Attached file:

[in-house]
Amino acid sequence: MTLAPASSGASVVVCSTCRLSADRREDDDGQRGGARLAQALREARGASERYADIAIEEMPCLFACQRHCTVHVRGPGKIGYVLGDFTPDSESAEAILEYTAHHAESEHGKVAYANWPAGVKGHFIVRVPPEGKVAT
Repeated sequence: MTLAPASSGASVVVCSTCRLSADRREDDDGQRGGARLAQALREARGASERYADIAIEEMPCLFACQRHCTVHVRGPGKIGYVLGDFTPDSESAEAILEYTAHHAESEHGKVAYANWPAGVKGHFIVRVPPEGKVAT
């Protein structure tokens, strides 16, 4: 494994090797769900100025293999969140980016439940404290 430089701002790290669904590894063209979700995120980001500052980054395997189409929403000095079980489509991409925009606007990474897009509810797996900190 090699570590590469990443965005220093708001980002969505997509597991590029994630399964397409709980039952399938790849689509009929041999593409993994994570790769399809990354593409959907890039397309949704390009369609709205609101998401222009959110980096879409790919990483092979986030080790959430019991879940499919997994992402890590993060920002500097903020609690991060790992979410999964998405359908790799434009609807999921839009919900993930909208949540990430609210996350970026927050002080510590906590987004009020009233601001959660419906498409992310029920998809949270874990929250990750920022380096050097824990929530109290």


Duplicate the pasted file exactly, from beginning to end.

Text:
[in-house]
Amino acid sequence: MTLAPASSGASVVVCSTCRLSADRREDDDGQRGGARLAQALREARGASERYADIAIEEMPCLFACQRHCTVHVRGPGKIGYVLGDFTPDSESAEAILEYTAHHAESEHGKVAYANWPAGVKGHFIVRVPPEGKVAT
Repeated sequence: MTLAPASSGASVVVCSTCRLSADRREDDDGQRGGARLAQALREARGASERYADIAIEEMPCLFACQRHCTVHVRGPGKIGYVLGDFTPDSESAEAILEYTAHHAESEHGKVAYANWPAGVKGHFIVRVPPEGKVAT
């Protein structure tokens, strides 16, 4: 494994090797769900100025293999969140980016439940404290 430089701002790290669904590894063209979700995120980001500052980054395997189409929403000095079980489509991409925009606007990474897009509810797996900190 090699570590590469990443965005220093708001980002969505997509597991590029994630399964397409709980039952399938790849689509009929041999593409993994994570790769399809990354593409959907890039397309949704390009369609709205609101998401222009959110980096879409790919990483092979986030080790959430019991879940499919997994992402890590993060920002500097903020609690991060790992979410999964998405359908790799434009609807999921839009919900993930909208949540990430609210996350970026927050002080510590906590987004009020009233601001959660419906498409992310029920998809949270874990929250990750920022380096050097824990929530109290």